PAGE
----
“We had a business disagreement,” he explains guardedly. “You could say it was about money, and something went down at the radio station that shouldn’t have. We were conducting street business at a radio station.”
Euphemism aside, Beanie and associates had a physical confrontation with Kev that resulted in Beanie being banned at Philly’s main hip-hop station, Power 99, as well as its 40 urban affiliate stations. Both Cosmic Kev and representatives for Power declined to comment. Though it has since been lifted, the ban hurt Beanie’s hometown sales, which failed to exceed those of Jay-Z’s gold Reasonable Doubt.
“I learn to live with regrets,” he says, quoting Jigga in reference to the almost two-year-old incident. “It was a learning experience that taught me about the business. Back then I had one foot in the street and one foot in the music business, and when you’re in the street you gotta live off of your aggressive instincts like an animal. At that point I had no idea that people cared about Beanie Sigel or was watching the things that I did.” Though he talks as if he’s learned from his mistake, nonetheless Beans was caught scuffling at a club this last fall during the shooting of MTV’s Diary of Jay-Z. To which ‘Hova responded, “Beans is a street cat and he doesn’t know any better.”
The steep leaning curve has caught up to Beanie in other areas as well. As he began work on his debut album, 2000’s gold-certified The Truth, his lack of studio experience quickly revealed itself. “Jay had to teach me all the basics: how to count bars, how to structure songs, how to write hooks,” he says. But writing a single song is one thing; putting together is cohesive album of bangers is an entirely different beast.
“I reached a point halfway through where I was really frustrated,” he says. “Like, what do I do now? I was trying to figure out how to make an album.” To his credit, Beans wanted to create an album that could be enjoyed from coast to coast by both men and women. But in searching to please all, with reaches like “Playa,” “Everybody Wanna Be A Star” and even his successful single “Remember Them Days” (“It was a hot song, but the track was happy and…it wasn’t really me”), Beans lost sight of the fact that the most important person to please was himself.
“I got to the halfway point [and] thought, ‘X all that, I gotta go into the booth and do me,’” he explains. “That’s when songs like ‘Ride 4 My Niggas’ and ‘Die’ came. Like, ‘Fuck it, I’m done searchin’. I’m just gonna give them the truth!’” Sigel found the idea of simply shooting from the hip and exposing the reality of his own life so compelling that he made it the album’s title. “[It’s] just me, just the truth.”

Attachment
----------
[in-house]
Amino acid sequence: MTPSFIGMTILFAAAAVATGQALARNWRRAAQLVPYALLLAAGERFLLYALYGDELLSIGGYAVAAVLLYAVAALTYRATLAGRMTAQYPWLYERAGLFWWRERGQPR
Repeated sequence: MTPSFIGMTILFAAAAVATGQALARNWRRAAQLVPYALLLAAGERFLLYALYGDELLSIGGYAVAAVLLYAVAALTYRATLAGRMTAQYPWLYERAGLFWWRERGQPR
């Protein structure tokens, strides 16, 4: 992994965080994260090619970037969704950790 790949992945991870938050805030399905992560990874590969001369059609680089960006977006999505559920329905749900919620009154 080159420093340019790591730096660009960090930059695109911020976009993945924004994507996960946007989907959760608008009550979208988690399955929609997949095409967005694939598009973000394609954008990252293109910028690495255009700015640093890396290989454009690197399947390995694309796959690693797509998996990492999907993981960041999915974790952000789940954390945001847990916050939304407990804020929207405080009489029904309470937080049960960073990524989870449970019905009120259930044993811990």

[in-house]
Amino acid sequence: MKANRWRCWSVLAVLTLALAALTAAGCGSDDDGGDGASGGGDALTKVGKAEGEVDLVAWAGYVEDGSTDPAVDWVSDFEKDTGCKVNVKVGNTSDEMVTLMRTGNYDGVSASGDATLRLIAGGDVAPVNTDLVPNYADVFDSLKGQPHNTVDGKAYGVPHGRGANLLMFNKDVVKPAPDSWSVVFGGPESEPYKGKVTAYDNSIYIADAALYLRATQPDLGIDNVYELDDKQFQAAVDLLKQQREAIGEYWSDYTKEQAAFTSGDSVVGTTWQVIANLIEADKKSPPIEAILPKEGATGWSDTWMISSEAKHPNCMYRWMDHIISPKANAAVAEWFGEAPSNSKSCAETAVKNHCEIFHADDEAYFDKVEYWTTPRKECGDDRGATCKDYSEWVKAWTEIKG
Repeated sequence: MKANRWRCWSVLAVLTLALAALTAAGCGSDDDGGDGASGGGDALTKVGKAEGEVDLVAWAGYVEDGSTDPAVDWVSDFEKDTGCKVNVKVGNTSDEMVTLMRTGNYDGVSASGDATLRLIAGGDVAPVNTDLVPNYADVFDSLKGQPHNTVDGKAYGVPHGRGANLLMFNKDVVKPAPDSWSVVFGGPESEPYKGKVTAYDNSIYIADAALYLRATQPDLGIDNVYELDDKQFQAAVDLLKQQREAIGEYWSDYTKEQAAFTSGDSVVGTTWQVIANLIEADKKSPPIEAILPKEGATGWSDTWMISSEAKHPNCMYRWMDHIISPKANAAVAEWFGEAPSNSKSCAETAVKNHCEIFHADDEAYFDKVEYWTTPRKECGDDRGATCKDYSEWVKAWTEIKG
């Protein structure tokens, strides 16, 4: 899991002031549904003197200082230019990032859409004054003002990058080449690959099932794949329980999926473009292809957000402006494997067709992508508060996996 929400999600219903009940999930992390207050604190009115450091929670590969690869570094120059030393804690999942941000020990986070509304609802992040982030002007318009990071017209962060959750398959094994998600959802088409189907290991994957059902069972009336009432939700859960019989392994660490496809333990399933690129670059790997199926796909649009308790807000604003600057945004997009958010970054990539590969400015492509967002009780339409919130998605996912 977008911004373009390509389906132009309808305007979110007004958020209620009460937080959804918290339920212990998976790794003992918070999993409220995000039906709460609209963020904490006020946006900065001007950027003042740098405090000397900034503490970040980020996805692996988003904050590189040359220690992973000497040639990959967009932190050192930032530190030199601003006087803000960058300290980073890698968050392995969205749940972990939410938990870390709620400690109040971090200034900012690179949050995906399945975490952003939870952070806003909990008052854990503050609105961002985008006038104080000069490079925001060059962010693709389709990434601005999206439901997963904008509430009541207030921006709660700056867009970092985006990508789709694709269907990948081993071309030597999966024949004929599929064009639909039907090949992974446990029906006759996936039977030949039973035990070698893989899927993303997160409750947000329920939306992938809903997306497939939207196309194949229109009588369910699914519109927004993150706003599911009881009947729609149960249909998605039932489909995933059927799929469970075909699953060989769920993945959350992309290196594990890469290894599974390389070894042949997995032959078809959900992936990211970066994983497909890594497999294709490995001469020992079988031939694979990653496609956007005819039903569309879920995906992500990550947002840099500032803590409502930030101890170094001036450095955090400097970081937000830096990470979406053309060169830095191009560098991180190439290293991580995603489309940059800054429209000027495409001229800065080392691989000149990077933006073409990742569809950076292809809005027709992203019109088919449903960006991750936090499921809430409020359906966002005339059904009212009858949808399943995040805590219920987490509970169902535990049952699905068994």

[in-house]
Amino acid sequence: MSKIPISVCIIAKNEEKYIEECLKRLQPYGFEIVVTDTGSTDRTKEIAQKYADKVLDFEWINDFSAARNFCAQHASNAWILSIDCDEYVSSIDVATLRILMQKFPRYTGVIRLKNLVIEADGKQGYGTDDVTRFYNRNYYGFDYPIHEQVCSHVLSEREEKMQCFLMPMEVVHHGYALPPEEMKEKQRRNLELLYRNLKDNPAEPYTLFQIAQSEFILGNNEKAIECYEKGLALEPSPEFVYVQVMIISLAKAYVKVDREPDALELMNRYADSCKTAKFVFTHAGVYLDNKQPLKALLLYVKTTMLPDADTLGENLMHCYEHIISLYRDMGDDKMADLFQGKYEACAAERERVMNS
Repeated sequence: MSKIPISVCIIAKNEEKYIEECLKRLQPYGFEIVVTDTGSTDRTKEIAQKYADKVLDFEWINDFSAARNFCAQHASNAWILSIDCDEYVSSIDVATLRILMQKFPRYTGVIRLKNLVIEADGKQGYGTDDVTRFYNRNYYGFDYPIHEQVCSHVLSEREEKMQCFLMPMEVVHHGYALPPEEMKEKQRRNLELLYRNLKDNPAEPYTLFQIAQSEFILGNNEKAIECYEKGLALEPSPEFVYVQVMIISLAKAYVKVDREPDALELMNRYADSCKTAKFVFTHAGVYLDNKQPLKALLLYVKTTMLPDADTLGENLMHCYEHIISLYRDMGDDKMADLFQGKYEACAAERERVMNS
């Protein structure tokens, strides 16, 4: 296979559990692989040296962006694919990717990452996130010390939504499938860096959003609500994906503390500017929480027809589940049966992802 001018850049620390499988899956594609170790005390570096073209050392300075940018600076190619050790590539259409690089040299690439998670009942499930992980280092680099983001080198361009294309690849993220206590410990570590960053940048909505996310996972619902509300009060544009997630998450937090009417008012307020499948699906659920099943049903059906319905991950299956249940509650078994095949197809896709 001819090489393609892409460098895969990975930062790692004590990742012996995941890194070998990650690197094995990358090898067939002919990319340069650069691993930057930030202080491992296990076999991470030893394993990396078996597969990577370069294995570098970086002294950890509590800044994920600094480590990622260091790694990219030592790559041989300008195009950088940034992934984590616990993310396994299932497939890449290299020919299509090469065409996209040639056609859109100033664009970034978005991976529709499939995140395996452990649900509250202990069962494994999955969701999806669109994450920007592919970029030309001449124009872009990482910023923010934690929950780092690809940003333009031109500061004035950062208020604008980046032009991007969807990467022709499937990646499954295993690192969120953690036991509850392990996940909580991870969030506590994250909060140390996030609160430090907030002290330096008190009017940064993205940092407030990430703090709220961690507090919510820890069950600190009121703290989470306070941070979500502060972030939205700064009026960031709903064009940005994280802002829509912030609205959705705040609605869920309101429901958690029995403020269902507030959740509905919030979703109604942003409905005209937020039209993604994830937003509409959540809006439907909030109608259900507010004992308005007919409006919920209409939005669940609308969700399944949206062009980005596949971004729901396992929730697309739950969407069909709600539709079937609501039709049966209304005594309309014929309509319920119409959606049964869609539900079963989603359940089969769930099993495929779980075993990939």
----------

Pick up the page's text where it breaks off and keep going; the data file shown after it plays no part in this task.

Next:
Happy with his work, but aware that he still had much to learn, Sigel took it to the heavy bad last summer, flexing his vocal chords on Jay-Z’s multi-platinum Dynasty album. ‘I’m sparrin’ with the best,” he exclaims before dropping another lyrical reference: “Steel sharpens steel. Me and Bleek sparrin’ with Jay it’s making us better. That’s how [Roc-A-Fella’s] supposed to work.”
With his confidence and determination at new heights, Beans stepped back in the lab in November to craft The Reason. Lyrically heavier and sonically more dense than its predecessor, The Reason is what the The Truth could’ve been had Beanie known what he was doing from the git. No wandering, no searching, no reaching. Just Sigel.
More Ralph Ellison than Donald Goines, Sigel sets the introspective tone of the album on the intro, saying, “I paint word pictures on the canvas of life, but I don’t control the colors.” He then goes on to confess deep-rooted anxiety that he is not only ahead of his peers but often ahead of himself. “I’m like a black rose growin’ in the concrete, crackin’ the pavement/There that voice go again, ‘Mac practice for greatness/Get paid for those immaculate statements.”
Ironically, despite the thoughtful nature of the album, Beans says it came easy. “Street free,” he says, elated. “It was more fun because I figured out how to make records. I got personal with my producers, I stopped writing rhymes down and I just knocked songs out.” In fact, Sigel claims to have completed an astonishing 12 songs in the first month of production.
* * *
Back at the shooting range the rapper and his adoring crew stand over a lunchroom table comparing each other’s targets so as to determine who shot the best. Lanky Al stands next to them, noticing that Sigel is far away today’s champ. Smiling, Sigel leans over Al’s shoulder and asks, “Scrap, what’s your everyday jaunt?” referring to Al’s “everyday” gun.
Al responds without thinking, “That’s gotta be the Glock 19.”
Sigel cracks up, “Me too. The Glock 19 is like white-on-whites. It’s a daily operation.” Al looks lost at Beanie’s reference to Nike Air Force One sneakers.
He’s not the only one. Why does a man who seems to be the happiest he’s ever been carry a Glock 19 on the regular? It seem bizarre, but one look into his dark, penetrating stare and you already know the answer. And you even if you had the balls to actually ask him why know what he’d say. He’d look you dead in the eye, with the frostiest ice grill this side of Anchorage, and he’d ask you one simple question: “What’s your life like?”
Beans’ is real.